Direct Mail for Subscription Brands: Insights and Case Studies

Subscription brands and direct mail image

Direct mail and subscription brands go together like peanut butter and jelly.

At its core, a subscription box is a method of direct response marketing – the action of sending your customer a personalized, relevant, and physical item to generate a response. Direct mail is the highest performing direct response marketing channel. Undoubtedly, blending the mail channel into your subscription brand’s customer acquisition and customer retention strategies will produce satisfying results.

The subscription brand space is on fire and the competition is thick. From April 2014 to April 2018, the industry grew by 890%. In 2020, the industry grew again after the announcement of the COVID-19 pandemic. A Jabil survey found 68% of people have used a subscription service since 2020, and First Insight reports one in three millennials are subscribed to a brand today.

In a recent Forbes article, author Greg Petro explains the consumer’s love of subscription brands best. “Subscription boxes are the perfect solution to indecisiveness and regret as they curate products according to a customer’s personal preferences, simplifying the process, and letting personalization become the center of the retail-customer relationship in a way that encourages extreme loyalty.”

Direct mail for subscription brands

Let’s go back to the peanut butter and jelly analogy … consumers love subscription brands, and they love direct mail – for the same reason. Receiving and opening both parcels conjures powerful emotions of personal value and exclusivity. (And layering one on top of the other really does make a fulfilling combination.) To stand out in the crowded subscription space, marketers are using mail to reach, convert, and retain their best customers.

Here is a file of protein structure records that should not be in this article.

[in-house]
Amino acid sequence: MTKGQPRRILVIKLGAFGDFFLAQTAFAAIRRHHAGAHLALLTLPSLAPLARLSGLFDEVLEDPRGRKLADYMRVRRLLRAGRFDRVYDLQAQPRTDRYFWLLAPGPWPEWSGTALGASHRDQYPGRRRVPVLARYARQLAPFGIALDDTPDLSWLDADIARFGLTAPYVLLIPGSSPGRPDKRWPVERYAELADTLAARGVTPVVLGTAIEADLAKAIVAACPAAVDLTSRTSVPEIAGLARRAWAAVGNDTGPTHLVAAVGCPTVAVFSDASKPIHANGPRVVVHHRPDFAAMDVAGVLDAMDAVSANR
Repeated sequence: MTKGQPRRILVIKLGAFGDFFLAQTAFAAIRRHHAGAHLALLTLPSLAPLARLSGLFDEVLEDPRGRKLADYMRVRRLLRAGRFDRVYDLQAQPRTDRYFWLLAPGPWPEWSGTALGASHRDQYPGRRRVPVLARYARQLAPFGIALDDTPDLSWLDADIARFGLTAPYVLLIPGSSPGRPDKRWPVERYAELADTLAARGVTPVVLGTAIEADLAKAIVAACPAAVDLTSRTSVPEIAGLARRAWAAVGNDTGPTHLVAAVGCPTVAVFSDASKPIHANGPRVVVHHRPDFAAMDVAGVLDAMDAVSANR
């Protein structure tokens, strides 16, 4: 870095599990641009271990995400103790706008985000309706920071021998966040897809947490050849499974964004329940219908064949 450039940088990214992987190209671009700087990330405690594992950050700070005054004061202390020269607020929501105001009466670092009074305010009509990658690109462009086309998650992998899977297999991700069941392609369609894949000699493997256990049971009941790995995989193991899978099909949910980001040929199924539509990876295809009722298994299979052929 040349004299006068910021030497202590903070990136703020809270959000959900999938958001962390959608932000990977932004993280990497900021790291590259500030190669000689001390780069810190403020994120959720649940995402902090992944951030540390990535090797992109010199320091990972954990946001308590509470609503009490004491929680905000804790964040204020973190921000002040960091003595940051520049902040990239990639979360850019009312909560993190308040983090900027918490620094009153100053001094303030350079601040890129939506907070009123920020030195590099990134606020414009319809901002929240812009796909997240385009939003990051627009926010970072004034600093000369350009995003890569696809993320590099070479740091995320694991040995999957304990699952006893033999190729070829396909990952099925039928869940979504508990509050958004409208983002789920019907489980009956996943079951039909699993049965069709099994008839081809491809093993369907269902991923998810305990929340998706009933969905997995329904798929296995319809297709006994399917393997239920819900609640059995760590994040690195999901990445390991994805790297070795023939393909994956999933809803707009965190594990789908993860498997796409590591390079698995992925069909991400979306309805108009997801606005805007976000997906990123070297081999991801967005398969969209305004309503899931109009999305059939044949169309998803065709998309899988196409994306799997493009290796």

Direct mail lists for subscription brands

The ability to reach the right audience is the mail channel’s strongest advantage for subscription brands. The offline consumer data available to direct mail marketers can come from multiple sources. These data sources provide insight into a variety of demographic, behavioral, and even psychographic variables. When building mailing lists for a subscription brand audience, the access to co-op or “transactional” data is the key to targeting your best prospects.

Here’s how it works.

By reviewing your brand’s existing clients, you gain awareness of the type of products your best customers are buying. Then through the use of lookalike modeling, your direct marketing agency partner can tap into transactional data to identify more people (prospects) who are also buying similar products. This style of predictive modeling allows your brand to target the prospects who are most likely to engage. You can take this modeling process further by layering in prospects who also have a positive response history with direct mail.

A meal subscription brand saw a 190% average lift in performance when leveraging transactional data sets compared to compiled demographic data sets. Why? Typical demographic information for two men in their 40s making $60K a year might look the same on paper, when in fact, the two transact much differently.

Direct mail offers for subscription brands

Below, we’ve aligned a few key insights from Recurly’s State of Subscriptions report, with case studies from leaders in the subscription space who are using direct mail to make a lasting impression. These proven-to-convert offer strategies can be adopted into your direct mail program to ensure your piece delivers on your audience’s expectations.